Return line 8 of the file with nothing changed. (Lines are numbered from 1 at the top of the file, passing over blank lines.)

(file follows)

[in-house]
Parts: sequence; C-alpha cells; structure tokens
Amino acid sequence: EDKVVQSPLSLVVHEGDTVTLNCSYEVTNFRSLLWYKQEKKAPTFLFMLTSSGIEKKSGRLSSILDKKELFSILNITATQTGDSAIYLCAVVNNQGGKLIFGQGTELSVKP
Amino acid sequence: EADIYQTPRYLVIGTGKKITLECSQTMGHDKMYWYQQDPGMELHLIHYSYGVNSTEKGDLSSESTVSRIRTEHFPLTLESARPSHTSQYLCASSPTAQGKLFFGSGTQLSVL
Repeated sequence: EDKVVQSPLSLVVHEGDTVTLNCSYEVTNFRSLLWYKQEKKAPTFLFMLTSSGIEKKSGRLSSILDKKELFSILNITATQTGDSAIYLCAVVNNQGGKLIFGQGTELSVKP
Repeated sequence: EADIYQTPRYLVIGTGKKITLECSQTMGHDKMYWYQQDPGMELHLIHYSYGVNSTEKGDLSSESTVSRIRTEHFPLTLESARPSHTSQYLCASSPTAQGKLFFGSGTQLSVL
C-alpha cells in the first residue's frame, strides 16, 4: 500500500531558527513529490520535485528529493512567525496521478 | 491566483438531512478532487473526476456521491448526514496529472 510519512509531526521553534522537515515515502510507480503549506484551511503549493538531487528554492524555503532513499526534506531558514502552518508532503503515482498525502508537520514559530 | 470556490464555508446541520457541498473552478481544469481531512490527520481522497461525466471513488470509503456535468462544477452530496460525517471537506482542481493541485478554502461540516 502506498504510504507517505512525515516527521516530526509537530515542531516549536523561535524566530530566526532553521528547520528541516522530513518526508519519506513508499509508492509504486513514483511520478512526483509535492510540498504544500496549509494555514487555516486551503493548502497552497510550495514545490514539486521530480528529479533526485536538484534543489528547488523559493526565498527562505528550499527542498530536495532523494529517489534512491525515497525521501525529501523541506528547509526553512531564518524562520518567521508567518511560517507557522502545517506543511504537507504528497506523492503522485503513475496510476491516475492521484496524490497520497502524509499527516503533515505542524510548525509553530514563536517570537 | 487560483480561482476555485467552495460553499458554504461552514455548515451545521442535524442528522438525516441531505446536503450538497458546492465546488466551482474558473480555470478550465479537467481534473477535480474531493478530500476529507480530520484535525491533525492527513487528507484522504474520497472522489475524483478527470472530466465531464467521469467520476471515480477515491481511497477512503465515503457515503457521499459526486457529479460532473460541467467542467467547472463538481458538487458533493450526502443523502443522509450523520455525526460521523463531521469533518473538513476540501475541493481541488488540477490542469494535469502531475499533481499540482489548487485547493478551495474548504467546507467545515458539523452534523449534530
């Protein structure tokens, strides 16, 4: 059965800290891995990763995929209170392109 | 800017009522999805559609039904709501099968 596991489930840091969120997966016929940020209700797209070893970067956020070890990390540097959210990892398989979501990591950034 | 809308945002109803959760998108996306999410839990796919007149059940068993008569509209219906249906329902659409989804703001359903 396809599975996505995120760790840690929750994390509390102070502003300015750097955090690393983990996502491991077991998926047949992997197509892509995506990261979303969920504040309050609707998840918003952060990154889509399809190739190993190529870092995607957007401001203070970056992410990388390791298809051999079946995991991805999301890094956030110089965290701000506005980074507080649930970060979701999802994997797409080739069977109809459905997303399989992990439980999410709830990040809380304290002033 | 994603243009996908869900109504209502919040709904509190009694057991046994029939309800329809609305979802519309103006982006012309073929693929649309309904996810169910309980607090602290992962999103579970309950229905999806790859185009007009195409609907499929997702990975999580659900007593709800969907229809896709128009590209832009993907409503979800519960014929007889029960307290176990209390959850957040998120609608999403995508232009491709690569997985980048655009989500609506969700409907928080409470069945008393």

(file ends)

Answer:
């Protein structure tokens, strides 16, 4: 059965800290891995990763995929209170392109 | 800017009522999805559609039904709501099968 596991489930840091969120997966016929940020209700797209070893970067956020070890990390540097959210990892398989979501990591950034 | 809308945002109803959760998108996306999410839990796919007149059940068993008569509209219906249906329902659409989804703001359903 396809599975996505995120760790840690929750994390509390102070502003300015750097955090690393983990996502491991077991998926047949992997197509892509995506990261979303969920504040309050609707998840918003952060990154889509399809190739190993190529870092995607957007401001203070970056992410990388390791298809051999079946995991991805999301890094956030110089965290701000506005980074507080649930970060979701999802994997797409080739069977109809459905997303399989992990439980999410709830990040809380304290002033 | 994603243009996908869900109504209502919040709904509190009694057991046994029939309800329809609305979802519309103006982006012309073929693929649309309904996810169910309980607090602290992962999103579970309950229905999806790859185009007009195409609907499929997702990975999580659900007593709800969907229809896709128009590209832009993907409503979800519960014929007889029960307290176990209390959850957040998120609608999403995508232009491709690569997985980048655009989500609506969700409907928080409470069945008393």